• DarEmar: In 2003, they established DarEmar, a publishing house and non-governmental organization dedicated to raising the standards of civic awareness in the Arab world.[14]
  • Tharwa Foundation: In 2003, they founded the Tharwa Project while still residing in Syria. After relocating to the U.S. in 2005, they founded the Tharwa Foundation as an offshoot. The foundation is a nonprofit, nonpartisan, grassroots political organization that encourages diversity, development, and democracy in Syria and across Southwest Asia and North Africa. (The foundation's name comes from the Arabic word tharwa or "wealth" while playing on thawra or "revolution.") The foundation works to break the information blockade imposed by the government of Bashar Al-Assad with a cadre of local activists and citizen journalists to report on socio-political issues in Syria.[15]
  • Hands Across the Mideast Support Alliance (HAMSA): In 2008, Abdulhamid co-founded Hands Across the Mideast Support Alliance (HAMSA), an initiative to mobilize international grassroots support for democracy activists in the Arab world.[16]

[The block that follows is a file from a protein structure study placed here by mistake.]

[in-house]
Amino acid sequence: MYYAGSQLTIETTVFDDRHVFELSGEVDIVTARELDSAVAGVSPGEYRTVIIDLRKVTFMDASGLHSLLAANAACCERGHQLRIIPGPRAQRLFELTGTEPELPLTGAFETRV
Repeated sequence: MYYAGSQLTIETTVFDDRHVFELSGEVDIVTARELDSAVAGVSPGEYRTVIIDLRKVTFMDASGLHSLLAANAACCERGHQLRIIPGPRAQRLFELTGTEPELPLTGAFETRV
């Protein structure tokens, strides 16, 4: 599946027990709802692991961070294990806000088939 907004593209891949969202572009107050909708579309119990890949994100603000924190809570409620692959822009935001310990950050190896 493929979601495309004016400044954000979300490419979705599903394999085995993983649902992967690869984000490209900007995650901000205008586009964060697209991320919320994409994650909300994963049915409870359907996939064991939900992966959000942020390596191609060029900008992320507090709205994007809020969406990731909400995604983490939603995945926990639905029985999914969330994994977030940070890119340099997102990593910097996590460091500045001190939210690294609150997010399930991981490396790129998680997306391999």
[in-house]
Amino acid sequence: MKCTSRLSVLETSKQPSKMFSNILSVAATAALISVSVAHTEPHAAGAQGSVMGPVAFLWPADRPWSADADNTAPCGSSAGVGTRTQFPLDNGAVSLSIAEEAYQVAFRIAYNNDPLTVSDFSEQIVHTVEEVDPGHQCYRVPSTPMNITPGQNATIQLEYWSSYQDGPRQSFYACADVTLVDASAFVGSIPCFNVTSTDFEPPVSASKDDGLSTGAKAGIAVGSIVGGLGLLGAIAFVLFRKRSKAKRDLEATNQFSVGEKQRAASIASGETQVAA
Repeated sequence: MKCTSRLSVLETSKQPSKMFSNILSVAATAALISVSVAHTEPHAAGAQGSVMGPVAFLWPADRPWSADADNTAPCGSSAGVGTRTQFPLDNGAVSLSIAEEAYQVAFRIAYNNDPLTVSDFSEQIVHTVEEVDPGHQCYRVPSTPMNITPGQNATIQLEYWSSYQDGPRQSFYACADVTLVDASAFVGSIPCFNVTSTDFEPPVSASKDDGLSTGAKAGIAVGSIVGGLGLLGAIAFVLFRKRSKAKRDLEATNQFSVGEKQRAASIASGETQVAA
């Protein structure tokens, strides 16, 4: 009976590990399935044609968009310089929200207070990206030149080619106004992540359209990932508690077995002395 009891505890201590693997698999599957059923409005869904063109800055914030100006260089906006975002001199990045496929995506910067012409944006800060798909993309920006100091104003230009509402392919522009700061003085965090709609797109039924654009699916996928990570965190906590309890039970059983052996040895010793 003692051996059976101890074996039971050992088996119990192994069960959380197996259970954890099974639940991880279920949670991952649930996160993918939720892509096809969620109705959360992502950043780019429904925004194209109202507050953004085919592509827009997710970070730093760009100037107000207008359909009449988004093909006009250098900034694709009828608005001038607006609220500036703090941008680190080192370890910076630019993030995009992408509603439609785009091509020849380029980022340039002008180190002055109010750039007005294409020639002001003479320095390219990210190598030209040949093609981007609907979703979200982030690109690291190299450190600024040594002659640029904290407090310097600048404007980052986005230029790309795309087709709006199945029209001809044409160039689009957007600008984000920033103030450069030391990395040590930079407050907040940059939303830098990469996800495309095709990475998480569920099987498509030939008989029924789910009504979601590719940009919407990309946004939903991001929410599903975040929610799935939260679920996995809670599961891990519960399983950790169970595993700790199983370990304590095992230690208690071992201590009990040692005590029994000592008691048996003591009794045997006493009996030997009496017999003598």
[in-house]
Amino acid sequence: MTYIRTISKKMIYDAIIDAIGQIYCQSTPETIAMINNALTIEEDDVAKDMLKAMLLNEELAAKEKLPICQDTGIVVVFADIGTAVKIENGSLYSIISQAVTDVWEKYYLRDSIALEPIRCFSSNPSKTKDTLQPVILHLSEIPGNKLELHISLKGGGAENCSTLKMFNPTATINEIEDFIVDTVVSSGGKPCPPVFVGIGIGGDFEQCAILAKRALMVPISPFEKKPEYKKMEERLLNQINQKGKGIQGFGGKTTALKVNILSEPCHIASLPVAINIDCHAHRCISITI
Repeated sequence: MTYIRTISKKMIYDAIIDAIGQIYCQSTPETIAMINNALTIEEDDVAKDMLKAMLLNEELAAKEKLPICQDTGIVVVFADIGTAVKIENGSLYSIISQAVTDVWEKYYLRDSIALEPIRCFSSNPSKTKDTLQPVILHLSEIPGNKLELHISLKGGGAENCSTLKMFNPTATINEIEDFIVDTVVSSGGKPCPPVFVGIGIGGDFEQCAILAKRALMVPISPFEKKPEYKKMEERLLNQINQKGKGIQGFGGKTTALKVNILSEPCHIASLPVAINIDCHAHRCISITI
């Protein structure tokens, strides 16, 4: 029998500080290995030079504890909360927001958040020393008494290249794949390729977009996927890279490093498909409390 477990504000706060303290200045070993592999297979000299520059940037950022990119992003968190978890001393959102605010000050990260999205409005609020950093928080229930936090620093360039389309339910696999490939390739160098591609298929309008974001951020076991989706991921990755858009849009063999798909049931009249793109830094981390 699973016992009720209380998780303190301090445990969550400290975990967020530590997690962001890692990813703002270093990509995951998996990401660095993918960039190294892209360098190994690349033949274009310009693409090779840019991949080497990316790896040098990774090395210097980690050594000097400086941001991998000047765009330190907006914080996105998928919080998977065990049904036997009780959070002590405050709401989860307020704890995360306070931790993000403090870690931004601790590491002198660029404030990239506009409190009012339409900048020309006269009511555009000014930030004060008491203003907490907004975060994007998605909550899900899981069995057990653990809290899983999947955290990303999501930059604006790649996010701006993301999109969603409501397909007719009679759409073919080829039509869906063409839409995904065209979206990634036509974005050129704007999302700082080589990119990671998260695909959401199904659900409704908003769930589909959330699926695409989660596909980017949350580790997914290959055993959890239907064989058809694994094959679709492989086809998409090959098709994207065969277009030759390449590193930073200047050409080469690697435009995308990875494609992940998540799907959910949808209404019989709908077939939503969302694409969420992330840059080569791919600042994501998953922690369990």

• I Am Syria: a non-profit media based campaign founded in 2012, that seeks to educate the world of the Syrian conflict. This movement is dedicated to let the people of Syria know that the world is supporting them through video, pictures, and media attention.[17]

References[edit]

  1. ^ "43 people making a difference in the Arab World". Newsweek.
  2. ^ a b "Meet the Irreverent Activist, Syrian thinker Ammar Abdulhamid". The Daily Dot. 20 July 2015. Retrieved 22 January 2016.
  3. ^ Damascus International Film Festival